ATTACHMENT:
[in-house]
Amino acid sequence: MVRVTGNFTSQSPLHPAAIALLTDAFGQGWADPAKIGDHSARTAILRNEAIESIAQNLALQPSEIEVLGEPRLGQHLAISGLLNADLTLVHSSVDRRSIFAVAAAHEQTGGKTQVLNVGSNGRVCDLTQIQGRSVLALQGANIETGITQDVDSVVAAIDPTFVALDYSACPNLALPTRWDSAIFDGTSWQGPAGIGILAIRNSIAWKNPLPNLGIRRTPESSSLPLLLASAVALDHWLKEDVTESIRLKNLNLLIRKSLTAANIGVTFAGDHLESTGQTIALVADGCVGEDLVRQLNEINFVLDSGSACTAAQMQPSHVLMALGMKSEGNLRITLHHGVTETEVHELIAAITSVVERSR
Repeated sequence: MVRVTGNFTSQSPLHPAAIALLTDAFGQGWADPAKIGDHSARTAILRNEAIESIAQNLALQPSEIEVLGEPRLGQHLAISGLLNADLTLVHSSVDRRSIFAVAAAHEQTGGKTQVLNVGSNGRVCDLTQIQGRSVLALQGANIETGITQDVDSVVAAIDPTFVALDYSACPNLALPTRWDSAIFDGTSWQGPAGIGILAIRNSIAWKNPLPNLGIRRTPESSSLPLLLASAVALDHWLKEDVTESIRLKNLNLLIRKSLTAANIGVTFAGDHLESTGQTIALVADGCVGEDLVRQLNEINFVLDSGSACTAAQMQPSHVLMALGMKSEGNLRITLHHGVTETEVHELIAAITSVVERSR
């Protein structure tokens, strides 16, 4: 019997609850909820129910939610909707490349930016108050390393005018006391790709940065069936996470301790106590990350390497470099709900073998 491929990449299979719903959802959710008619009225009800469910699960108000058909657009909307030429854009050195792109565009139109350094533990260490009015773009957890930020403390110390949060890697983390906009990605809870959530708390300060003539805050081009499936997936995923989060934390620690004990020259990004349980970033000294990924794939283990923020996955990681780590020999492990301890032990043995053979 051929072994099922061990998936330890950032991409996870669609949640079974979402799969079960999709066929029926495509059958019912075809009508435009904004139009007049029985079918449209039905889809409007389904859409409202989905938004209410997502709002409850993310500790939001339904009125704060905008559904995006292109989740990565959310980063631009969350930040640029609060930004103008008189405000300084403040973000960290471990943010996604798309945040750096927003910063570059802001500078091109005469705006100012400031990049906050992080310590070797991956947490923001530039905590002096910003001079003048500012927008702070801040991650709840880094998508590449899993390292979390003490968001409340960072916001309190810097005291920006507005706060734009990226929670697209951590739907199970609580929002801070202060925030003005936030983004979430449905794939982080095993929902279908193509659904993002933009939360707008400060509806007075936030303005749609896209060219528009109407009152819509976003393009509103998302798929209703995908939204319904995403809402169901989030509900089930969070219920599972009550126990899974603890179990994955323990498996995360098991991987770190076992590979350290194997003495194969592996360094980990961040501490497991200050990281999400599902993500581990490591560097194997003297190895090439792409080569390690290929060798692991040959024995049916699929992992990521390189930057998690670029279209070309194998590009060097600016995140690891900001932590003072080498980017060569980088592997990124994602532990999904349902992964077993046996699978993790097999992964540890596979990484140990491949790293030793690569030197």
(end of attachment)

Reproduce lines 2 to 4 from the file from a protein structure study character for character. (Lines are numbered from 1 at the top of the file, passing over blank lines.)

Amino acid sequence: MVRVTGNFTSQSPLHPAAIALLTDAFGQGWADPAKIGDHSARTAILRNEAIESIAQNLALQPSEIEVLGEPRLGQHLAISGLLNADLTLVHSSVDRRSIFAVAAAHEQTGGKTQVLNVGSNGRVCDLTQIQGRSVLALQGANIETGITQDVDSVVAAIDPTFVALDYSACPNLALPTRWDSAIFDGTSWQGPAGIGILAIRNSIAWKNPLPNLGIRRTPESSSLPLLLASAVALDHWLKEDVTESIRLKNLNLLIRKSLTAANIGVTFAGDHLESTGQTIALVADGCVGEDLVRQLNEINFVLDSGSACTAAQMQPSHVLMALGMKSEGNLRITLHHGVTETEVHELIAAITSVVERSR
Repeated sequence: MVRVTGNFTSQSPLHPAAIALLTDAFGQGWADPAKIGDHSARTAILRNEAIESIAQNLALQPSEIEVLGEPRLGQHLAISGLLNADLTLVHSSVDRRSIFAVAAAHEQTGGKTQVLNVGSNGRVCDLTQIQGRSVLALQGANIETGITQDVDSVVAAIDPTFVALDYSACPNLALPTRWDSAIFDGTSWQGPAGIGILAIRNSIAWKNPLPNLGIRRTPESSSLPLLLASAVALDHWLKEDVTESIRLKNLNLLIRKSLTAANIGVTFAGDHLESTGQTIALVADGCVGEDLVRQLNEINFVLDSGSACTAAQMQPSHVLMALGMKSEGNLRITLHHGVTETEVHELIAAITSVVERSR
């Protein structure tokens, strides 16, 4: 019997609850909820129910939610909707490349930016108050390393005018006391790709940065069936996470301790106590990350390497470099709900073998 491929990449299979719903959802959710008619009225009800469910699960108000058909657009909307030429854009050195792109565009139109350094533990260490009015773009957890930020403390110390949060890697983390906009990605809870959530708390300060003539805050081009499936997936995923989060934390620690004990020259990004349980970033000294990924794939283990923020996955990681780590020999492990301890032990043995053979 051929072994099922061990998936330890950032991409996870669609949640079974979402799969079960999709066929029926495509059958019912075809009508435009904004139009007049029985079918449209039905889809409007389904859409409202989905938004209410997502709002409850993310500790939001339904009125704060905008559904995006292109989740990565959310980063631009969350930040640029609060930004103008008189405000300084403040973000960290471990943010996604798309945040750096927003910063570059802001500078091109005469705006100012400031990049906050992080310590070797991956947490923001530039905590002096910003001079003048500012927008702070801040991650709840880094998508590449899993390292979390003490968001409340960072916001309190810097005291920006507005706060734009990226929670697209951590739907199970609580929002801070202060925030003005936030983004979430449905794939982080095993929902279908193509659904993002933009939360707008400060509806007075936030303005749609896209060219528009109407009152819509976003393009509103998302798929209703995908939204319904995403809402169901989030509900089930969070219920599972009550126990899974603890179990994955323990498996995360098991991987770190076992590979350290194997003495194969592996360094980990961040501490497991200050990281999400599902993500581990490591560097194997003297190895090439792409080569390690290929060798692991040959024995049916699929992992990521390189930057998690670029279209070309194998590009060097600016995140690891900001932590003072080498980017060569980088592997990124994602532990999904349902992964077993046996699978993790097999992964540890596979990484140990491949790293030793690569030197």